My dad was a kind and gentle man. The only time I saw him flustered was when the phone rang during dinnertime. He’d snatch up the receiver and lecture the telemarketer on the other end of the line: “Do you realize I’m eating dinner with my family?!”
For many people, that’s pretty much what getting any random business call feels like in 2017. The phone, quietly and quickly, has gone from a business communication tool to an annoyance and anachronism. The average cell phone user in 2011 made or received 12 calls on their phone a day, writer Cari Romm recently reported at Science of Us; a 2015 study saw individual call volumes drop to six. I suspect the last two years have seen that total plunge even further.
Meanwhile, more than 400 million “snaps” are sent each day via Snapchat; other personal video-sharing tools like Instagram and Facebook Stories are gaining popularity, too. It might sound unconventional, but these quick video clips that are filling our social feeds might just be the ideal replacement for voice calls at work. But are businesses ready to embrace social video?
My company decided to find out.
Why We Built Our Own Mini-Snapchat
As a B2B company, we were constantly reaching out to customers to fill our sales funnel—by phone. And that just wasn’t cutting it. The more we thought about it, the less sense this made. What if instead of sending emails and making phone calls, we could send short videos back and forth? Given that we’re a video company, we thought this might be a good solution, but would our prospective customers agree?
We put together a browser tool for recording and sending quick-hit, low-production-value business videos via email: Record on your computer. Click to send. Done. These videos give you the human element and the visual cues of a direct conversation, but they’re non-interruptive and asynchronous. And since they’re fired out via email, there’s no need for tech-wary businesses to embrace a totally new platform (á la Slack) just to communicate with us. Plus, there’s a permanent record of communications (unlike the ephemeral videos exchanged via Snapchat).
Data from our own usage and early adopters suggests that short video might have a future in business communications. So far, adding video to a prospect email makes a response eight times more likely. Seventy-five percent of late-stage pitches that included personalized videos turn into closed deals. Our field sales teams now turns to video, and so does our customer support.
But the internal applications of short video are just as compelling. We’re seeing employees use the tool to deliver messages to one another that might be too complex or time-consuming for traditional email. Remote workers use video messages in lieu of text to feel more connected. On a personal note, I dash off weekly updates to the whole company by recording a quick video on my desktop. Plus, because the videos can also capture your screen, designers and engineers have been able to quickly record demos to suggest new features and share feedback.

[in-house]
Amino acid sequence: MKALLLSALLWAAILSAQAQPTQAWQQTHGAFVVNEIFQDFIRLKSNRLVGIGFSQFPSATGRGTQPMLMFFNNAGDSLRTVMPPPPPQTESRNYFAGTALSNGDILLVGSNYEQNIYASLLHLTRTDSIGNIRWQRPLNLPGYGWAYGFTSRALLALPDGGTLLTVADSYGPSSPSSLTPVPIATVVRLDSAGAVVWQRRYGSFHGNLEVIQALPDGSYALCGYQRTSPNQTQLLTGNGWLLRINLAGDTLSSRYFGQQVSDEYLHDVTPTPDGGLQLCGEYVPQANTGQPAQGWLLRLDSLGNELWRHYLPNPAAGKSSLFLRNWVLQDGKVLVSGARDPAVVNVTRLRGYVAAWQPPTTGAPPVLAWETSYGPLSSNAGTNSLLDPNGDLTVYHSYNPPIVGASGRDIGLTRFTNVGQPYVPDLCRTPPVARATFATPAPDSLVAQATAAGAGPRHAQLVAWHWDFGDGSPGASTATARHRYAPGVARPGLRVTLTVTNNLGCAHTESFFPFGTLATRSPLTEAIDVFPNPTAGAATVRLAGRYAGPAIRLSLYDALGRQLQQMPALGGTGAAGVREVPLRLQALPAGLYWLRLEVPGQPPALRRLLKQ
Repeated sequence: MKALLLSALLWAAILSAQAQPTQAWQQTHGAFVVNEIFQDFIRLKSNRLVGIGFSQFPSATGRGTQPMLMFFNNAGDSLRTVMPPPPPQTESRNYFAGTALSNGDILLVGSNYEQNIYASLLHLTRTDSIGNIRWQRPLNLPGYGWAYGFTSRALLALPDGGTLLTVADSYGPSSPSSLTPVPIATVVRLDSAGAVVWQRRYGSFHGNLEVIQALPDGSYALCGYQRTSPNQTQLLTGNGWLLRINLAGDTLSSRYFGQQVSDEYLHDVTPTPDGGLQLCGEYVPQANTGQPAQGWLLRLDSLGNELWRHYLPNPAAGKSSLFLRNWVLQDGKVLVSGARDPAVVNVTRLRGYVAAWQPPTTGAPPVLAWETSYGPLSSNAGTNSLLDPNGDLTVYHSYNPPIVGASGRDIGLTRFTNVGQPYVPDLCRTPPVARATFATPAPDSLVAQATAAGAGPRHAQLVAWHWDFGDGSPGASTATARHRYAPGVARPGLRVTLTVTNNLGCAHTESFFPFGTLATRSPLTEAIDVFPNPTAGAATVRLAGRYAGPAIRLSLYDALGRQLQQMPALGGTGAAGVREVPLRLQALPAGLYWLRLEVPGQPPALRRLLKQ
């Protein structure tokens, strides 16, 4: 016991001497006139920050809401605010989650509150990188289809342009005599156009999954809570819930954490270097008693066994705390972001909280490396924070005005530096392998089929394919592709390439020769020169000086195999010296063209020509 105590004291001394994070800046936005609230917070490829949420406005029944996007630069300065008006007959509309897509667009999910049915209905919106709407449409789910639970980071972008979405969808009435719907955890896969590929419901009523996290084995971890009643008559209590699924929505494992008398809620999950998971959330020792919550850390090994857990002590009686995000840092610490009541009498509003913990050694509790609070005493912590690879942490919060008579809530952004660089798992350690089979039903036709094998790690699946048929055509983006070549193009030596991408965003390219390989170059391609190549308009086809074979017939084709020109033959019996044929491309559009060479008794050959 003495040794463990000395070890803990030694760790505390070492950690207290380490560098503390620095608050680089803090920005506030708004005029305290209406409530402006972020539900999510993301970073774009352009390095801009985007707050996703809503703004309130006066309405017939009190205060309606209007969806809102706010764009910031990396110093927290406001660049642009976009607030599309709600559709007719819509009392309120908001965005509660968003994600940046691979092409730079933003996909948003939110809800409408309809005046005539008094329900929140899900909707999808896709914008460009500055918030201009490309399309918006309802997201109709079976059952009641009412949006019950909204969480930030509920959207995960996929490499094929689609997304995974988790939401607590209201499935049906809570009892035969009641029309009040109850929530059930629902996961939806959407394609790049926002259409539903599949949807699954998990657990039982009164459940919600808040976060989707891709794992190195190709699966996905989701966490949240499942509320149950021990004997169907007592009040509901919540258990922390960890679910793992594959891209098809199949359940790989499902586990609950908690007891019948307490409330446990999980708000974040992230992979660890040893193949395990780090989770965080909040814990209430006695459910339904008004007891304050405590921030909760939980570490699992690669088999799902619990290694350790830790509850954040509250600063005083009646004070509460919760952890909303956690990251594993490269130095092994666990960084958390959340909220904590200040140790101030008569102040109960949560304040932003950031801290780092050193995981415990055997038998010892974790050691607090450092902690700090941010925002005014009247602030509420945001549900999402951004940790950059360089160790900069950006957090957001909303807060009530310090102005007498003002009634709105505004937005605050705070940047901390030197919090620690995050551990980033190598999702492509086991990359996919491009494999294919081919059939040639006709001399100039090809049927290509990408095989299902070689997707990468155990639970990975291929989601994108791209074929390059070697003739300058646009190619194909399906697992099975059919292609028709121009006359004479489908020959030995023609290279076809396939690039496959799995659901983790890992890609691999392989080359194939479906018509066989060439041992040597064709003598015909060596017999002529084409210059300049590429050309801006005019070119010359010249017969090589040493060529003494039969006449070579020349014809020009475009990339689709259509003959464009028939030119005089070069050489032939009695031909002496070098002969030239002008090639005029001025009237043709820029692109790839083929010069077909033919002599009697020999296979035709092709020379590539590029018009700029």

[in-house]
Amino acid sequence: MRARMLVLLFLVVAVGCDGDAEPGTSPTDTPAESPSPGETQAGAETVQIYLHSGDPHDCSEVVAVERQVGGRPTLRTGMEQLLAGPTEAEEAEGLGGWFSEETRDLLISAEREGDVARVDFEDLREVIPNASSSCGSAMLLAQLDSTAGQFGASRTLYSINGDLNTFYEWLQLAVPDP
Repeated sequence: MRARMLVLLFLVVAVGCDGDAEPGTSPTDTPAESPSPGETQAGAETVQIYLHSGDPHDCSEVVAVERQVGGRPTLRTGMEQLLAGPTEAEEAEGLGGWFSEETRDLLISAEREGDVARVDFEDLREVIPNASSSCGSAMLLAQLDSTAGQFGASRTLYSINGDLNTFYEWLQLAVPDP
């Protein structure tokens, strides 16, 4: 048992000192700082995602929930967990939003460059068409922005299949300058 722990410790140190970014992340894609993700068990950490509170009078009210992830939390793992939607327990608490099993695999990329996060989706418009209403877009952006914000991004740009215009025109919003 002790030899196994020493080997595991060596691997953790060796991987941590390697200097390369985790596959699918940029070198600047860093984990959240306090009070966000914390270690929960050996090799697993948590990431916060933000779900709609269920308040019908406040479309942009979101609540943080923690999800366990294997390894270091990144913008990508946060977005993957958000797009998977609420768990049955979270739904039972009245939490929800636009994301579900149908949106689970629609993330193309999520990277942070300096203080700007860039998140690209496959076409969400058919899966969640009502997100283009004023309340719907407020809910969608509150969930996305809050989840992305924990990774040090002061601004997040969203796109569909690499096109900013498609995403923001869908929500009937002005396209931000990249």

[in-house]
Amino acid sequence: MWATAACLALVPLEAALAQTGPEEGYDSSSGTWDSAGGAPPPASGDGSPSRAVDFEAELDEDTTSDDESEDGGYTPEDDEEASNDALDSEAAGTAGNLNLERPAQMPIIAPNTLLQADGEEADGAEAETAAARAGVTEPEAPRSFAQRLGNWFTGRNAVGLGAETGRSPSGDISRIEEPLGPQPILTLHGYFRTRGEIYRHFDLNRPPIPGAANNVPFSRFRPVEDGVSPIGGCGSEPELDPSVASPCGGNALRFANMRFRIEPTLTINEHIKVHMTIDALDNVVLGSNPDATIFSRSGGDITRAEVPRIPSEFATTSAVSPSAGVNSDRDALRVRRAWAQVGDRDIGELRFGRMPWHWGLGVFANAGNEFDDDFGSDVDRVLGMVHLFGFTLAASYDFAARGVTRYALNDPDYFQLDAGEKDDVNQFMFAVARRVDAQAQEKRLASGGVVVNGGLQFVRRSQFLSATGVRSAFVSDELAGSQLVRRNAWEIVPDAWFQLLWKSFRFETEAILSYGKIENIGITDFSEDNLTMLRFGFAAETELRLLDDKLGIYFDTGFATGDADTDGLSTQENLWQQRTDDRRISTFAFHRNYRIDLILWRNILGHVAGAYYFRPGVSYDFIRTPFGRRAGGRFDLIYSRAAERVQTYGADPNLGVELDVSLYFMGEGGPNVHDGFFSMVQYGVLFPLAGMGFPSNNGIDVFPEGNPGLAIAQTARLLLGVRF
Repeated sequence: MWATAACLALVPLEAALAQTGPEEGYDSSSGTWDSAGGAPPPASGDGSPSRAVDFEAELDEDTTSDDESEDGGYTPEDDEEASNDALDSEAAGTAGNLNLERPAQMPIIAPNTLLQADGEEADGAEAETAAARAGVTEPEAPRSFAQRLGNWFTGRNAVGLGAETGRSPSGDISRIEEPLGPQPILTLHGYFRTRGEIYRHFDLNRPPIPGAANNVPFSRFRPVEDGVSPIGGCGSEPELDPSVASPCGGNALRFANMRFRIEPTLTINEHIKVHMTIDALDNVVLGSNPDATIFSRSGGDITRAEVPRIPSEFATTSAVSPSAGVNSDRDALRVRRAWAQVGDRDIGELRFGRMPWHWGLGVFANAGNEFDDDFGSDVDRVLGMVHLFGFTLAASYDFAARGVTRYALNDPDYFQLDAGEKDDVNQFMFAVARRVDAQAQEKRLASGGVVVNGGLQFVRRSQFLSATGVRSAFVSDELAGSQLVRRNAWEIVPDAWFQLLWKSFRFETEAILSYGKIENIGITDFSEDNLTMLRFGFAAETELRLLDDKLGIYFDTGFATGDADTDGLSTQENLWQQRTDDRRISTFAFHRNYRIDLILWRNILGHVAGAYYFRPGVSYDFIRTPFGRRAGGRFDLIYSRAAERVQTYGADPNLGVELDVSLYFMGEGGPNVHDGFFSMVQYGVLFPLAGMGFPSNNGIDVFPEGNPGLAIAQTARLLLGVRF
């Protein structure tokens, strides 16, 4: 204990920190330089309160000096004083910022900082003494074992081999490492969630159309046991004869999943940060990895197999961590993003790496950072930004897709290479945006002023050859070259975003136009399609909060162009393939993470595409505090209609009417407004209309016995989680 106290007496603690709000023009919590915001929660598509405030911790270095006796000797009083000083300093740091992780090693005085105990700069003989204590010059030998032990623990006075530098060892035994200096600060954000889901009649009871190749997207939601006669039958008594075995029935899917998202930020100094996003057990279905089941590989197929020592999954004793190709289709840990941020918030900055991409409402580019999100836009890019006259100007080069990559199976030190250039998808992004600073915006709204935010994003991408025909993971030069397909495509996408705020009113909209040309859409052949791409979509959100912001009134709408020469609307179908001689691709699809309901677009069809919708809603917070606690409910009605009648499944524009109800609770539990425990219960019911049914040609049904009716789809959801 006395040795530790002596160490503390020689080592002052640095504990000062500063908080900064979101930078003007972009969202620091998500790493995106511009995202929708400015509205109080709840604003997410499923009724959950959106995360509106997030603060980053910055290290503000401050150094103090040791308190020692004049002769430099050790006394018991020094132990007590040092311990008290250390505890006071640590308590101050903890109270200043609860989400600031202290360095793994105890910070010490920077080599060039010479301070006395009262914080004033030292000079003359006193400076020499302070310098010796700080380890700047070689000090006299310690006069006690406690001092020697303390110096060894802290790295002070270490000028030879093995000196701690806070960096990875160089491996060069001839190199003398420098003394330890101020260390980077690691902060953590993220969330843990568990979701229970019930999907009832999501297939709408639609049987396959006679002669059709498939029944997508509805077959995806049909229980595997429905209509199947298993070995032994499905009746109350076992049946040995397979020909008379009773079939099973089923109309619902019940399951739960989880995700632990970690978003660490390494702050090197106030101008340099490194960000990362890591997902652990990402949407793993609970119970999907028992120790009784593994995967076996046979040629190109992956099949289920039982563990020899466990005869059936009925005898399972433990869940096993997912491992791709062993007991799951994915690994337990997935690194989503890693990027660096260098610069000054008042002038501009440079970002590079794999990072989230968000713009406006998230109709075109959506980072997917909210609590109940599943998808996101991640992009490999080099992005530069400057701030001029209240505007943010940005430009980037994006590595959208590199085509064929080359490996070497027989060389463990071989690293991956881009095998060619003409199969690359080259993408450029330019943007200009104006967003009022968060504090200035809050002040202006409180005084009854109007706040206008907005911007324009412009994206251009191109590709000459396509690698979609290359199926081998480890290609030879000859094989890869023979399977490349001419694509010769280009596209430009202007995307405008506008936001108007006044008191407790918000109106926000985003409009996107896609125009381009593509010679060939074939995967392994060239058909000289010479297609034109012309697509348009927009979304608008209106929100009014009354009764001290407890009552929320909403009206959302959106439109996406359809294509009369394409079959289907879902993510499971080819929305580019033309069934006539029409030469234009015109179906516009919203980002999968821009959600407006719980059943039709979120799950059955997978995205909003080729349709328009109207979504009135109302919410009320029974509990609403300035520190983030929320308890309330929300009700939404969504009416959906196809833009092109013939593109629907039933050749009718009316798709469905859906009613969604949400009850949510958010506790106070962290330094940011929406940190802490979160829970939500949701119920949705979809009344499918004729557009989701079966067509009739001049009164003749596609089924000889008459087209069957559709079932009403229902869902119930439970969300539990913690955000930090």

The team didn’t start using videos like this overnight, of course. Even though we’re a video marketing company, it took time for some people to normalize the presence of personal video in a work setting and for others to get comfortable being filmed. But, as with Snapchat, everyone gradually realized the goal of these video clips isn’t to achieve filmmaking perfection—it’s to make a human connection. Our VP of customer experience, once camera-shy, became a convert after seeing how effective video can be at on-boarding users and sharing step-by-step instructions.
Upsides, Downsides, And Face-Time
To be clear, while I think this format is promising, I don’t think all phone calls are dead. It’s just that the idea of calling people out of the blue as a communication tactic has had its day. These kinds of calls are inherently disruptive—not exactly great for productivity, considering it takes an average of 23 minutes and 15 seconds to get back to your pre-interruption task.
That’s why asynchronous tools emerged in the first place—first email, then AIM and MSN Messenger, followed by Slack, HipChat, and the like. Not only are these platforms less disruptive, they also let recipients be more strategic in their responses. The drawback, of course, is that text communications are notoriously easy to misinterpret. (One study even found that participants were only able to differentiate seriousness from sarcasm 56% of the time—basically a coin-toss.)
Meanwhile, automation and the rise of bots makes your Twitter feed and your Slack channel equally easy to ignore. We’re reaching more people than ever, but we’re not necessarily moving them—no matter how good the AI on the other end may be.
That’s why short video has so much potential (and a big reason why Snapchat reportedly logs 10 billion video views a day). It’s human, it’s efficient, and it doesn’t interrupt you in the middle of dinner. Now, it’s almost like my emails feel naked without that added personal touch. I’ll append videos to our pitches for speaking engagements or throw them into conversations with brand influencers. I can even add one to my email signature. Now that technology has caught up, video might just give text a run for its money.